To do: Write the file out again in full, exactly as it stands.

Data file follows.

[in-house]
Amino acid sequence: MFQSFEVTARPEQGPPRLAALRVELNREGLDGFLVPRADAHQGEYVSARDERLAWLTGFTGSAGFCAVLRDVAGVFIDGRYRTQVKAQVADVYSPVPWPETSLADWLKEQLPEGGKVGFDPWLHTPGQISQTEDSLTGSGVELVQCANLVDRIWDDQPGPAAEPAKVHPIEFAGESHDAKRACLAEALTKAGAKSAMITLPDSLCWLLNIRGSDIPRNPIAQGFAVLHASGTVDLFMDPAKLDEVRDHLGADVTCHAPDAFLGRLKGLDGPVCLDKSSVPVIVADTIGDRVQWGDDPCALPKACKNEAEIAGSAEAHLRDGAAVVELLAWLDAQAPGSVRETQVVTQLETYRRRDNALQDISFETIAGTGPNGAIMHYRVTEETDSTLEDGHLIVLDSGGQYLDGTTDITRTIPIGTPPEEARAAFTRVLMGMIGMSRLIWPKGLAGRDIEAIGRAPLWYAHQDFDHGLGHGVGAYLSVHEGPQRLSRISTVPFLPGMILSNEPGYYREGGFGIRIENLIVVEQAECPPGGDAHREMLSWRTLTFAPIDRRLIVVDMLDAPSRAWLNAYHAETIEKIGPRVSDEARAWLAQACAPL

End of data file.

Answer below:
[in-house]
Amino acid sequence: MFQSFEVTARPEQGPPRLAALRVELNREGLDGFLVPRADAHQGEYVSARDERLAWLTGFTGSAGFCAVLRDVAGVFIDGRYRTQVKAQVADVYSPVPWPETSLADWLKEQLPEGGKVGFDPWLHTPGQISQTEDSLTGSGVELVQCANLVDRIWDDQPGPAAEPAKVHPIEFAGESHDAKRACLAEALTKAGAKSAMITLPDSLCWLLNIRGSDIPRNPIAQGFAVLHASGTVDLFMDPAKLDEVRDHLGADVTCHAPDAFLGRLKGLDGPVCLDKSSVPVIVADTIGDRVQWGDDPCALPKACKNEAEIAGSAEAHLRDGAAVVELLAWLDAQAPGSVRETQVVTQLETYRRRDNALQDISFETIAGTGPNGAIMHYRVTEETDSTLEDGHLIVLDSGGQYLDGTTDITRTIPIGTPPEEARAAFTRVLMGMIGMSRLIWPKGLAGRDIEAIGRAPLWYAHQDFDHGLGHGVGAYLSVHEGPQRLSRISTVPFLPGMILSNEPGYYREGGFGIRIENLIVVEQAECPPGGDAHREMLSWRTLTFAPIDRRLIVVDMLDAPSRAWLNAYHAETIEKIGPRVSDEARAWLAQACAPL